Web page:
Nissan’s strategy for both the 2019 Maxima large sedan and the 2019 Murano crossover is the same – make minor tweaks as part of a mild refresh.
My thoughts on the Maxima are stated here. As for the Murano, well, read on.
(Full disclosure: Nissan flew me to San Francisco, put me up in a beautiful hotel, and fed me some great meals. They left us with snacks and a candle – I ate the snacks but left the candle.).
Nissan considers the Murano a crossover for the kidless – or rather, those who have adult children who’ve left the home. It’s the “empty nester” CUV to go along with the Kicks (for singles) and the Rogue Sport (for singles/childless couples). The Rogue is for the small family, the Pathfinder for the bigger family, and the Armada for the biggest family.
Of course, this is all marketing projection by Nissan – I’m sure there are parents out there who drive a Rogue Sport or a Murano, or even a Kicks. Crossovers exist to basically be tall wagons, after all.
Safety matters to crossover buyers, whether in a family way or not, and just like with the Maxima, the Murano now has Nissan’s Safety Shield 360 available. It includes blind-spot monitoring, automatic emergency braking with pedestrian detection, rear cross-traffic alert, lane-departure warning, high-beam assist, and rear automatic braking. Add standard rear-door alert, too. This system alerts you when you leave items on the rear seat.
Other changes include three new paint color choices (the Maxima adds just one), a bigger grille, updated LED headlamps and taillamps, new LED fog lamps, and new 18- and 20-inch wheel designs. Inside, you get leather with diamond quilting, and some trim and color updates. The available nav system gets some upgrades, as well.
Power still comes from a 3.5-liter V6 that makes 260 horsepower and 240 lb-ft of torque, and it still mates to a continuously-variable automatic transmission. You can get front-wheel or all-wheel drive across all trims.
That engine is adequate if not overwhelming, and the CVT behaves relatively peacefully. The steering remains hefty but a bit numb. Constant corrections are needed, and the tires speak from a distance, when they communicate at all. A sports car on stilts, the Murano ‘tis not.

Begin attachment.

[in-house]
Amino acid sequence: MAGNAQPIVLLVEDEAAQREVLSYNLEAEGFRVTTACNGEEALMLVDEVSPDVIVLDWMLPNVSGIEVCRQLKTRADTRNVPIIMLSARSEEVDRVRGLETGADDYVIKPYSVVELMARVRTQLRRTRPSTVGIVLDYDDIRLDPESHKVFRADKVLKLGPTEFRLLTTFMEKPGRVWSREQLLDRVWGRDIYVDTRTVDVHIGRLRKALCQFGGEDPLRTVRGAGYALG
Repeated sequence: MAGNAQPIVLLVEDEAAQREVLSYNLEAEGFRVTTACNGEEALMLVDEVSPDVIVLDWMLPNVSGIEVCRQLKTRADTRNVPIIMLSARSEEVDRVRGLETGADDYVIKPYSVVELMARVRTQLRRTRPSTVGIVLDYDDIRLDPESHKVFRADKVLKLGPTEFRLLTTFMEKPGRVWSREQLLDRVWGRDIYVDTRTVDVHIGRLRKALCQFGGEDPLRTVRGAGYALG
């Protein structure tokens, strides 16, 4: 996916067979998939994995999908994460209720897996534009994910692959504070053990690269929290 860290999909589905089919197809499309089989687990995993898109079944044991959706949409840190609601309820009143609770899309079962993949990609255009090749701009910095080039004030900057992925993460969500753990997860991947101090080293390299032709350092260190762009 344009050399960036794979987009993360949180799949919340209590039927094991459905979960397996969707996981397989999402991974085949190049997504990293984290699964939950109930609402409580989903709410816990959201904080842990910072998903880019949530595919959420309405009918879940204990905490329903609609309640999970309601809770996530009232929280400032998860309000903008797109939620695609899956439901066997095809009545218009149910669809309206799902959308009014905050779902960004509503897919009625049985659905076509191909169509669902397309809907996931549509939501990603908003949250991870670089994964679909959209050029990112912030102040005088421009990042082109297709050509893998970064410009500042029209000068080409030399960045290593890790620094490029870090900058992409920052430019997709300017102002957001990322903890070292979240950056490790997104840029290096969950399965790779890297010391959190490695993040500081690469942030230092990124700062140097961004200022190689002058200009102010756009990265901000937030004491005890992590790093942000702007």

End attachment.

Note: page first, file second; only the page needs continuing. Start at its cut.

Not that it matters – many mid-size crossovers offer a numb driving experience, and the Murano is one of the least-worst offenders I’ve driven in this size class. There’s a hint of something here, even if merely a hint. It’s more engaging than an Edge or Acadia, although not as infused with personality as a Jeep Grand Cherokee or an Infiniti QX50.
Ride quality strikes a balance between soft and firm, making for a relaxed drive on the mostly pleasant California road surfaces. In other words, it’s boring but acceptable. Especially considering how crossovers are generally driven. The Starbucks run will not be a chore.
Interior quality is relatively upscale, although my test unit had some minor squeaks and rattles, even when the cupholders were emptied of bottles.
Head and leg room were fine for this tall tester, and like with the Maxima, the seats are all-day comfortable.
I mostly approve of the Murano’s exterior looks – I like the sloping hood, larger grille, and the side profile that appears to give this trucklet an aggressive stance. It’s still a bit on the anonymous side, as most crossovers are, but it’s stylish enough to make you think it’s sporty.
Other available features include Apple CarPlay, Android Auto, Bluetooth, four USB ports, heated front and rear seats, panoramic moonroof, navigation, 360-degree camera, front and rear parking sensors, premium audio, LED fog lights, and remote engine start.
There’s four trim levels: S ($31,270), SV ($34,440), SL ($39,230), Platinum ($43,530). Tack on $1,600 to each for AWD, and D and D isn’t part of that listing.
After undergoing a minor nip/tuck, the Murano remains what it was. That means a sporty looking, if not driving, crossover that won’t bore you on your commute, and feels upscale. It will work just fine for all but a handful of crossover shoppers. There’s worse things on the market.
If you care about driving but must drive a crossover, the Murano won’t be your first choice, but you could live with it.
That may be damning with faint praise, but I don’t mean it to be that harsh. This is simply a segment where priorities lie elsewhere. And the Murano is appealing when considered through that lens.
Status quo suits it just fine.
[Images © 2018 Tim Healey/TTAC]